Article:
What have I been up to? Well, here’s where things get weird. You won’t believe it, but my life is completely remarkable. My heart is so full of love and joy and compassion, sometimes I think I will explode from all my blessings.

You’re probably wondering if I’m serious since I have mentioned all the crap I had to deal with. But it’s true. I am one of the happiest people I know. I never expected anything good to come my way, but somehow I won the life lottery. My life is so great it’s almost not fair to others.

My life is sweet, but it’s not without constant heartache. Almost every time I’m alone in my van in the garage, I think of you and how you were in a garage when you died. I think of suicide every day. Every day.

It’s not an easy, shallow happiness I carry with me though. No, I have deep inner joy. Contentment. I have met depression and anxiety, but still I am able to have a joyful soul.

In a way, this is possible because I used your bad example as the motivation to get my life cleaned up. When I was a wretched, drug-addicted drunk before I was even legally allowed to drink, I recognized I didn’t want to live an unhappy life. Suicide was not going to be my way out.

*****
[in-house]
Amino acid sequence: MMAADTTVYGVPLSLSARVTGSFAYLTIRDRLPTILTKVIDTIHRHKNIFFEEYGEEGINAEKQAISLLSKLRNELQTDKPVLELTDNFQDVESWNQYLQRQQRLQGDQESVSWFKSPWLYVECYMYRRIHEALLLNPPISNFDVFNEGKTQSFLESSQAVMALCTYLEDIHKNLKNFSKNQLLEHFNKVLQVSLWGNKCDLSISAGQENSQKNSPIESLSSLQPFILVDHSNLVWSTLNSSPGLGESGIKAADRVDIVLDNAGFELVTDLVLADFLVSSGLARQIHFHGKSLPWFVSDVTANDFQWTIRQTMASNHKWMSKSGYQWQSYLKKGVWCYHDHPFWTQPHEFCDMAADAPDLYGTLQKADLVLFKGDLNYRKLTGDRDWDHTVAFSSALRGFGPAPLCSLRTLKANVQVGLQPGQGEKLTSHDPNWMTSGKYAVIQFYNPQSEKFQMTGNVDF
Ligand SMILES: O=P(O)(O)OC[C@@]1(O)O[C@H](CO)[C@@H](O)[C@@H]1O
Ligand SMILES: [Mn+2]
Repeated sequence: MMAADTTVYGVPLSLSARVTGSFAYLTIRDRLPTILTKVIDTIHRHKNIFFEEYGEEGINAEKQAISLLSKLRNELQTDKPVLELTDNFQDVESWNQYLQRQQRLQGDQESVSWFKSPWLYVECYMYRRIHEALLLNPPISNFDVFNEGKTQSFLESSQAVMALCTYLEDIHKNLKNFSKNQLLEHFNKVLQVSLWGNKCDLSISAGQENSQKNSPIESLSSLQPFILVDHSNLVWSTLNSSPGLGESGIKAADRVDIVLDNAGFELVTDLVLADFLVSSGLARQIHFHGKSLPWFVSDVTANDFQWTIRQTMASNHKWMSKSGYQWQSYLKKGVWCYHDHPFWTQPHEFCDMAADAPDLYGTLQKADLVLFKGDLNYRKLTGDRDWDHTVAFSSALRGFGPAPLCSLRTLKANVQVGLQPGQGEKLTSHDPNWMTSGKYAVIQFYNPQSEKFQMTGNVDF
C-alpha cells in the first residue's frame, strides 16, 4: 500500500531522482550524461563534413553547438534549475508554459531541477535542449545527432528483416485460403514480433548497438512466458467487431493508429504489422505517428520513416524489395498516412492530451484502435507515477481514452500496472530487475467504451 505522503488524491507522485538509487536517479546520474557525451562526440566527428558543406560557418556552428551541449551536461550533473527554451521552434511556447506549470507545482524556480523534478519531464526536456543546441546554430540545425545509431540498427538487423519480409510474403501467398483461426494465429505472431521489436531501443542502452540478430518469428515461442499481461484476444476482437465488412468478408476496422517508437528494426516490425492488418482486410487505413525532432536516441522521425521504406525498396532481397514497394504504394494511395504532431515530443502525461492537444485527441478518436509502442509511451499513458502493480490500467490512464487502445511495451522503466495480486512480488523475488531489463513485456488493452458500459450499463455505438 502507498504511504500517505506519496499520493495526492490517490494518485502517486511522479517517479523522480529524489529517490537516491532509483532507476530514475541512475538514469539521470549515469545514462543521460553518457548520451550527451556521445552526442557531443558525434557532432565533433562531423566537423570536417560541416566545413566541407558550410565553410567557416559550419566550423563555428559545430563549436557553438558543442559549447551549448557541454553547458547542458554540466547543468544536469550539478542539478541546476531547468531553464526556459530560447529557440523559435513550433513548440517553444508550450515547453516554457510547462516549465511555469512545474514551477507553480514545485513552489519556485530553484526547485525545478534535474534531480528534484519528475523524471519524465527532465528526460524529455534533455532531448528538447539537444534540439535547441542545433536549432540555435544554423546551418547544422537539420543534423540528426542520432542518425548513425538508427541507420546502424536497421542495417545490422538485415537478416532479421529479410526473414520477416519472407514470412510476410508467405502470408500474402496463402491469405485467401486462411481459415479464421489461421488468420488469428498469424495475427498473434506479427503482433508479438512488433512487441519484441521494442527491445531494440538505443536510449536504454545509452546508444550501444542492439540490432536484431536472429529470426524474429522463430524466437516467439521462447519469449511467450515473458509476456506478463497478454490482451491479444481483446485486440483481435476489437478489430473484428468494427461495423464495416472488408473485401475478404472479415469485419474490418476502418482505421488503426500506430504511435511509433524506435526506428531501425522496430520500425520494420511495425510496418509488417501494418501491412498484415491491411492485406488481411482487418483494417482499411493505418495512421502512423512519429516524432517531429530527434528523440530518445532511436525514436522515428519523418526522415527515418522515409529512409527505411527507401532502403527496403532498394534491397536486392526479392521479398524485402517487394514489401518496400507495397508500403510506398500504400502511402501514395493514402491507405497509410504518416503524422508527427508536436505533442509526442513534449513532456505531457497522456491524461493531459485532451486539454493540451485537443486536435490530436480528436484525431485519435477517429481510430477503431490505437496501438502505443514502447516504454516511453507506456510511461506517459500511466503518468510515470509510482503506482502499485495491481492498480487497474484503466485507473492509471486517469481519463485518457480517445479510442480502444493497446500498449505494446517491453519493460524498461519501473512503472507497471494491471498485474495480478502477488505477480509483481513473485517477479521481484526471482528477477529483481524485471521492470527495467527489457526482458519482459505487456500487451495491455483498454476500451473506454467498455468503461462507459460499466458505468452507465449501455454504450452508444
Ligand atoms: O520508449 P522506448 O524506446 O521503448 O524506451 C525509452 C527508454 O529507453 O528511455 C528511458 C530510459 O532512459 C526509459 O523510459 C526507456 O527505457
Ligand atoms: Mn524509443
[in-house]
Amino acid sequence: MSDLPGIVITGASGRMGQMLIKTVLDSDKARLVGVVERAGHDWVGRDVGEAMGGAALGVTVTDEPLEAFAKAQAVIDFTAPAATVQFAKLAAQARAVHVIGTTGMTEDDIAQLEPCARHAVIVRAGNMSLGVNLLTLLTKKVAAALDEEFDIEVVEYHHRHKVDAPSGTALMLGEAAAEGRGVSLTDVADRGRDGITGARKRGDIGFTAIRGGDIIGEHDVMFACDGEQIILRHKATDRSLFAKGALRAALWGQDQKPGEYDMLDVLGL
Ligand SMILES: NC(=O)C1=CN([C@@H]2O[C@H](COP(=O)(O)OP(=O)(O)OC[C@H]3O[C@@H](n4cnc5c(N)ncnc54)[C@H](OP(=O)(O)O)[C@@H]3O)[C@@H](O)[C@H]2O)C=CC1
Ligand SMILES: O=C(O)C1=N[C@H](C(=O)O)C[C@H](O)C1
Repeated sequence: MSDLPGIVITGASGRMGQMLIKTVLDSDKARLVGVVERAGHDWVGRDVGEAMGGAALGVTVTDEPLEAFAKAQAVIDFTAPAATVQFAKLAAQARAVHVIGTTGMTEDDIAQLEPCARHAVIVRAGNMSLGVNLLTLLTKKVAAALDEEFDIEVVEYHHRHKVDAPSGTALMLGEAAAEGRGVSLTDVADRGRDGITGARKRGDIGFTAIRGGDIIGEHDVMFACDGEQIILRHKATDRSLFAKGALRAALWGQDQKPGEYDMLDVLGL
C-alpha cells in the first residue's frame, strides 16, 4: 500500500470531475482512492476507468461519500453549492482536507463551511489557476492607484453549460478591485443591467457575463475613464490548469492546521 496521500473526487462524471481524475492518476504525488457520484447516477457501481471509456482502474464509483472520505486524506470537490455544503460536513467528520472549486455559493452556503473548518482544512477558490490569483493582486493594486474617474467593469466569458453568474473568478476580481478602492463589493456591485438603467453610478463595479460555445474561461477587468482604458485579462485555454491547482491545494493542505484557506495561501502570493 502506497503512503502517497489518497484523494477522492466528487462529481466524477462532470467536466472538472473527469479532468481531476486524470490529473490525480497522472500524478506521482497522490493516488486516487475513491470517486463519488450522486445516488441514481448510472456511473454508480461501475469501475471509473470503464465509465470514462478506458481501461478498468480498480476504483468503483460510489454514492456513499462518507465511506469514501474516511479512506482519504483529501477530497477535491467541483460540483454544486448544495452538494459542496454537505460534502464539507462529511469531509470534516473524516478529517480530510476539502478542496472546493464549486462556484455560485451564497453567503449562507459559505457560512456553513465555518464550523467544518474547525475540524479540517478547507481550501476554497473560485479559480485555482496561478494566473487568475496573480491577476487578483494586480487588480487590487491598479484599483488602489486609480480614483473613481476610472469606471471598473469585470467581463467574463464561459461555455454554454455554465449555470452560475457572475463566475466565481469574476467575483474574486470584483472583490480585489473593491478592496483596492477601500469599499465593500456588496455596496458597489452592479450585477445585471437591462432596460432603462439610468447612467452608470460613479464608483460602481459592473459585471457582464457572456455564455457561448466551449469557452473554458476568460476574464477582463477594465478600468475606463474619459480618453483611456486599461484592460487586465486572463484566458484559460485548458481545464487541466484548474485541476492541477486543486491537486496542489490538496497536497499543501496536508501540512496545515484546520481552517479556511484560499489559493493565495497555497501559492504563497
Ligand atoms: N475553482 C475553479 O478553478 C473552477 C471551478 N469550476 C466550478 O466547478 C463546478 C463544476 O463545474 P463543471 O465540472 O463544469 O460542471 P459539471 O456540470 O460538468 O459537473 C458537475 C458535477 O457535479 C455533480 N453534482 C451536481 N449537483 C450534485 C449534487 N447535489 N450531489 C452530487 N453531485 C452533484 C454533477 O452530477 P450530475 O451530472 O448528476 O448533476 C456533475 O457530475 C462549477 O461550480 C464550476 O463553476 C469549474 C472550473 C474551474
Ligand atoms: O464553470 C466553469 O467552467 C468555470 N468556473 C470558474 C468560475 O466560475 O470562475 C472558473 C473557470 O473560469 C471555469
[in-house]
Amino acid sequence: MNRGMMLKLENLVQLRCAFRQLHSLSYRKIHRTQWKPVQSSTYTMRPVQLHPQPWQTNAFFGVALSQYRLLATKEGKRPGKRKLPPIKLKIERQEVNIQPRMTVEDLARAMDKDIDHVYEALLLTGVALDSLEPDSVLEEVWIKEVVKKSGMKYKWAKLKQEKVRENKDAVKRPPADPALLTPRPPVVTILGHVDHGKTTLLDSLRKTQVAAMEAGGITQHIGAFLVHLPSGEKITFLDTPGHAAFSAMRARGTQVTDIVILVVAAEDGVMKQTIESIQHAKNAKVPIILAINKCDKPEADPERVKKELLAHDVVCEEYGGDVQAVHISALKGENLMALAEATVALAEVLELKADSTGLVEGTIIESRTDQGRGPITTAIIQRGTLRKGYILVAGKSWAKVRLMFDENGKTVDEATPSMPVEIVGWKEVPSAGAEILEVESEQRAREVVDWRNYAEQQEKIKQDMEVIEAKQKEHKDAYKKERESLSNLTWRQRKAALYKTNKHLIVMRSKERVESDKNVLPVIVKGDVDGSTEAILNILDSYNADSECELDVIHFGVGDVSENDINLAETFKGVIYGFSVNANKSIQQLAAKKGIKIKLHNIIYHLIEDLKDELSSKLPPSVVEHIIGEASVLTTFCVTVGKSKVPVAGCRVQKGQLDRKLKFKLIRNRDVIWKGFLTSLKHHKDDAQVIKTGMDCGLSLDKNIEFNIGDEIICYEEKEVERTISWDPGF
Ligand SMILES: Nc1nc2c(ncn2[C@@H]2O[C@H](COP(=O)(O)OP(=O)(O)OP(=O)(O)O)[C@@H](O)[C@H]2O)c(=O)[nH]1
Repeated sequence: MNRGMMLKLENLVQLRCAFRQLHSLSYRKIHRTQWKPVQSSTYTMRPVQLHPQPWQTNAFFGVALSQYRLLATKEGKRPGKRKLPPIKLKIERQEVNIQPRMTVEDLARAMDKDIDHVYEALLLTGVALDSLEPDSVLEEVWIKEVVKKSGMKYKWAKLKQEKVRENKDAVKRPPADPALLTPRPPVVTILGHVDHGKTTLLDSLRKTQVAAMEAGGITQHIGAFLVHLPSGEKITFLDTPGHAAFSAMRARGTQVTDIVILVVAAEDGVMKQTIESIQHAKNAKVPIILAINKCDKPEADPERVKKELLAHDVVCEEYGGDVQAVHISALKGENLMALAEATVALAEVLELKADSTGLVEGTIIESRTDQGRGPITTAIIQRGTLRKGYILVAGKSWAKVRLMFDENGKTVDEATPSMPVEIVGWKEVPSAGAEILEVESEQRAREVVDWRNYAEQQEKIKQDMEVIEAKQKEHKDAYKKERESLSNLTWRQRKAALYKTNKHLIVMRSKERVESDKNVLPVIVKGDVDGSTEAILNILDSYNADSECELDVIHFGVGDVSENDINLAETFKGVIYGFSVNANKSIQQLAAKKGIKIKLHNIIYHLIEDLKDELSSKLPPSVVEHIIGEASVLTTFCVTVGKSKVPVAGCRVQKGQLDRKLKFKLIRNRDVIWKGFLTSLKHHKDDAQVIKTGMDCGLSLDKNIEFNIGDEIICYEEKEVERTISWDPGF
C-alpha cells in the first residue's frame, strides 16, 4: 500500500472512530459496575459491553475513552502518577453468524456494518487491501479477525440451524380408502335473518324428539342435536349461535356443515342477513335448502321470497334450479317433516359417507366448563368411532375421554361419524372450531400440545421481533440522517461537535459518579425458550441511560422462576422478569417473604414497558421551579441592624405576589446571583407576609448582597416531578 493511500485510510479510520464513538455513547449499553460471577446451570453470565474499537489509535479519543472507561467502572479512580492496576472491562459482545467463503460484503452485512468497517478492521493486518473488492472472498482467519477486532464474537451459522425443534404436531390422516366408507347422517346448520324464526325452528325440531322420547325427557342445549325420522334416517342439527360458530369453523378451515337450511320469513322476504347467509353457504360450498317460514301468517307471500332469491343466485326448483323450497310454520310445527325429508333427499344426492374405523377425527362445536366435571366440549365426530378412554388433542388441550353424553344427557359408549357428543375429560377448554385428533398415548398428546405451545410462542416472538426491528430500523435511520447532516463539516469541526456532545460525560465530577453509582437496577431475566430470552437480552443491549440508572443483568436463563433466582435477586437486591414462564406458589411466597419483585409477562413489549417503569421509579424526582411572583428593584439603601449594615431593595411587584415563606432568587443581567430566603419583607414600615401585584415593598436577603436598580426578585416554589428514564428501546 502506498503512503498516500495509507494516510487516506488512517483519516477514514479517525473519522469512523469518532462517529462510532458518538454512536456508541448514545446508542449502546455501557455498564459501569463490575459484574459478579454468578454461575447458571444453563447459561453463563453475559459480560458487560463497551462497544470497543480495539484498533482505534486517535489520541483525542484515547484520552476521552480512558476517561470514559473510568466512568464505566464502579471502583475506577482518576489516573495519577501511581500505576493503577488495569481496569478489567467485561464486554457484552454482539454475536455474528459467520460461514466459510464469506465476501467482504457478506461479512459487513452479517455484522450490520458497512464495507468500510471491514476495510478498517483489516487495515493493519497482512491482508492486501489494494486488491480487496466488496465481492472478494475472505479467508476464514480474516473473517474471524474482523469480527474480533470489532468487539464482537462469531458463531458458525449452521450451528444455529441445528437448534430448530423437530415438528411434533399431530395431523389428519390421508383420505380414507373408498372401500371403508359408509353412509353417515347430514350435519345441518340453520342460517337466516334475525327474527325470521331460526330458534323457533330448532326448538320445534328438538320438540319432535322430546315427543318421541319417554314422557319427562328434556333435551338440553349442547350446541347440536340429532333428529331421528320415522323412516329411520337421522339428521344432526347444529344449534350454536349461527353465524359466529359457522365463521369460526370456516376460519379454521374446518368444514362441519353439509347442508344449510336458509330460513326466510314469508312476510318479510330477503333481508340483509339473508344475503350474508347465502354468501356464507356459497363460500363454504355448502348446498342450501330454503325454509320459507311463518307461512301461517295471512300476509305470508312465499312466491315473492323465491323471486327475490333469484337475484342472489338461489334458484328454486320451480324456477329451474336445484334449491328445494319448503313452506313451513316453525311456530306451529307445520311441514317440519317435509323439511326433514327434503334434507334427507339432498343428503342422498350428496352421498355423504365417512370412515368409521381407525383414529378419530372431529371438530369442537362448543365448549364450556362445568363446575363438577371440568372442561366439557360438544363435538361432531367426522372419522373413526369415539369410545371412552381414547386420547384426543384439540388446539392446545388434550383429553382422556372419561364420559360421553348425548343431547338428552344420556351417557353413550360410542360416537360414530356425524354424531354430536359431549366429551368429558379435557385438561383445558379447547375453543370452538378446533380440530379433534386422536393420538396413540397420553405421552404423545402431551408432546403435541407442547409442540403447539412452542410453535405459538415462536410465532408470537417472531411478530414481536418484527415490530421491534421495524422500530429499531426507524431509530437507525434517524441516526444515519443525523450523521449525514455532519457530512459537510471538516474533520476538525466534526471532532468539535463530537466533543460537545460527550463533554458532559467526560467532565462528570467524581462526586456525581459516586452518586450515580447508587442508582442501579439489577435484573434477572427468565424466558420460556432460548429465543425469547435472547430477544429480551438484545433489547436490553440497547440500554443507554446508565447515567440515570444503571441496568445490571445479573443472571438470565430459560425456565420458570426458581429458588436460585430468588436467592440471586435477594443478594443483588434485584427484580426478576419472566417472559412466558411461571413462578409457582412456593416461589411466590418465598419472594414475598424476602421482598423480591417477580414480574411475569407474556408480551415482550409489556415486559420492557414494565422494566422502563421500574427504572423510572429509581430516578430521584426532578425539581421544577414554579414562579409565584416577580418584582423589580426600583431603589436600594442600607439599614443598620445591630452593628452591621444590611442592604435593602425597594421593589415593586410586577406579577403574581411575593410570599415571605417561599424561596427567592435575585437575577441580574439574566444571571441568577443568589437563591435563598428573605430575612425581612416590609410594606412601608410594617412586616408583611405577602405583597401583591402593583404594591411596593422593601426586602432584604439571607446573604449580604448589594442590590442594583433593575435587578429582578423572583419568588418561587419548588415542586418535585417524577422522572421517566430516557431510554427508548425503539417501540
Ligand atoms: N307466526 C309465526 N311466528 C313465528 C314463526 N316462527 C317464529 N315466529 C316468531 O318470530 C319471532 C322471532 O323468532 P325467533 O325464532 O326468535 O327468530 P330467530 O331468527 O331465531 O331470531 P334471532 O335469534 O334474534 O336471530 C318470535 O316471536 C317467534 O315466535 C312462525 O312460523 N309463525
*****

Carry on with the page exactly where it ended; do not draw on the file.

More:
So, uh, thanks, I guess, for giving me a perspective that not many people get to have.

I also knew that I wanted God, so I searched for him. I wanted peace that came from somewhere beyond me and the world. I realized eventually that Jesus had been with me all along, weeping for me when I couldn’t and drying my tears when they did fall. Oh, that you could have seen Jesus in your life, that you could have seen that tomorrow is always a new day and the sun will rise. Always.

I mourn the idea of you probably more than I mourn the real you. I have to fight off jealousy when I see friends turning to their moms for babysitting and recipes and traditions and advice. I was cheated. When a friend’s mom drove two hours to deliver chicken soup to her sick daughter, I physically hurt with envy.

I am fiercely devoted to my own children. I’m deliberate about my mental health and will not let them have a disinterested, damaged mom. They are having an incredible childhood and they know they are loved.

I have cried all the tears I can cry for you. I’m emptied of that grief.

I want to share what I’ve learned. That we can all overcome hardships, heartaches. That we are all valuable and worthy to be alive. We all have strength we haven’t tapped into. Life sucks a lot of the time, but life is fabulous most of the time.

My story convinced a friend to change her plans to jump to her death. She mustered up strength to take one more step, even in her utter despair and weakness. One more step is always possible.

Who knows where I would have ended up had you stayed…

It’s a frightening thought, because I absolutely love where I am.

I was in chains for years but am completely free now. I surrendered to God’s love for me. I knew my wounds would either keep chained or set me free. I decided to build on the pain and make a way to peace.

We have all been given one time around. My hope for others is that they choose to live untethered to those who have harmed them, but choose rather to dance in the joy of freedom.